‘They almost defeated my father. Philip, my father. He was wounded — wounded badly.’ Alexander was speaking very softly.
Eumenes could remember it. He nodded. ‘Yes, lord.’
‘And Darius — these Sakje defeated Darius.’ Alexander’s face was immobile. He stood like a schoolboy reciting for his tutor.
Callisthenes shrugged. ‘Not so much defeated as avoided, if Herodotus is to be believed. They made Darius look like an ass, though.’
Alexander glared at him.
Callisthenes raised a shaggy eyebrow. ‘Of course, it took Athens to defeat Darius.’
Alexander’s face burned as the blood rushed to his cheeks. ‘Athens checked Darius. Sparta checked Xerxes. I conquered Asia. Macedon. Not Athens and not Sparta.’
The philosopher glared at Alexander, who met his look and held it. Long seconds passed. Then the philosopher shrugged again. ‘As you say,’ Callisthenes said, with a nod.
A tense silence filled the tent. Outside, the new recruits could be heard being shepherded to their quarters in the sprawling camp — a camp so big and so well built that men already called it a city.
Alexander sat on the couch again. ‘And Cyrus,’ he said, as if continuing an earlier conversation.
They all looked at him, until understanding dawned on Callisthenes. ‘Yes,’ he said. ‘Yes, as you say, Alexander. Cyrus lost his life fighting the Massagetae. Well to the east of here.’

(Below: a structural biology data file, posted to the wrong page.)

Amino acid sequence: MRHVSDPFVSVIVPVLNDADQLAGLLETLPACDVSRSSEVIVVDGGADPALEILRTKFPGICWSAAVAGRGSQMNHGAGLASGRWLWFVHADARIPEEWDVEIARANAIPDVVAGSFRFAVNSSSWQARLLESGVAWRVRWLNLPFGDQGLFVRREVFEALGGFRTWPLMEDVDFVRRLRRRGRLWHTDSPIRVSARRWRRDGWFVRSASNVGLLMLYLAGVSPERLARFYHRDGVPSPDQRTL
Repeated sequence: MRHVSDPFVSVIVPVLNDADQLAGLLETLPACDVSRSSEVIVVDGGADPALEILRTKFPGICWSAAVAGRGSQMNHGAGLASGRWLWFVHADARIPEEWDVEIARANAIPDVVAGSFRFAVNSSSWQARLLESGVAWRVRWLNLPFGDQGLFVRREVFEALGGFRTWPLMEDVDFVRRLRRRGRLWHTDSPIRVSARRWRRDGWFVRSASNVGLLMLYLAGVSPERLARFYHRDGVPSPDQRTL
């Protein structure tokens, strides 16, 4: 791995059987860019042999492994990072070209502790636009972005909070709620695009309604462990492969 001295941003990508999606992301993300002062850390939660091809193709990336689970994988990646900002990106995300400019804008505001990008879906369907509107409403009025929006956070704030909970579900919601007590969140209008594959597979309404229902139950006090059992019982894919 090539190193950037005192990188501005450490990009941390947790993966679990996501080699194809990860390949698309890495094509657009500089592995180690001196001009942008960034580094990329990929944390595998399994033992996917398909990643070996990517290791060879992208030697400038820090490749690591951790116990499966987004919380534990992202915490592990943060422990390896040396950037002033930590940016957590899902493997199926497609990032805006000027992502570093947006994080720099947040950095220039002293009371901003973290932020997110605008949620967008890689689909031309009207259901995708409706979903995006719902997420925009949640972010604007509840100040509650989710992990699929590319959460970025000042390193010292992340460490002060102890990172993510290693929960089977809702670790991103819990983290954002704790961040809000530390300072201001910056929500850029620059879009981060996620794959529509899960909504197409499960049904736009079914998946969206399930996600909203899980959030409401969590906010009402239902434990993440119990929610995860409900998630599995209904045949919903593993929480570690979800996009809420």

‘Massagetae?’ Alexander brightened. ‘Amazons?’
‘The Massagetae are the Eastern Scythians,’ Callisthenes said. ‘Their women do fight, and they sometimes have warrior queens. They pay tribute to the King of Kings. There are Massagetae serving with Bessus and with Spitamenes. The queen of the Massagetae is Zarina.’
Alexander raised his goblet in salute to Callisthenes. ‘You do know some useful things.’ He drank, staring out of the door of his tent.
Eumenes fidgeted after the silence stretched on too long. Callisthenes didn’t fidget. He watched Alexander.
Alexander ran his fingers through Hephaestion’s hair. Then he watched a Persian boy retrieve his helmet and polish it with a cloth before hanging it on the armour stand. Alexander gave the boy a smile.
Callisthenes continued to watch him.
‘Antipater has cost us more than a few thousand recruits,’ Alexander said some minutes later. He leaned back so that his golden curls mixed with Hephaestion’s longer hair. ‘Our own legend of invincibility is worth a pair of taxeis and five hundred Companions.’
‘You are invincible,’ Hephaestion said. From another man, it would have been fawning. From Hephaestion, it was a simple statement of fact.
Alexander allowed himself a small smile. ‘I cannot be everywhere,’ he said. He rolled off the couch again and motioned to the silent slave who waited at the foot of the bed. ‘Take my armour,’ he said.
The silent man opened his breastplate and put it on the armour stand. Alexander shrugged out of his tunic and stood naked, the marks of the armour clear on his all-too human flesh.
Naked, neither tall nor especially beautiful, Alexander picked up his wine, found it empty and held it out for a refill. Slaves tripped over themselves to correct the error.
Callisthenes laughed at their eagerness and their fear. Alexander smirked. ‘Persians make such good slaves,’ he said. He drank off the whole cup and held it out again, and the pantomime was repeated. Even the Cardian had to laugh. The slaves knew they were being made game of, and that made them more afraid. Wine was spilled, and more slaves appeared to clean it up.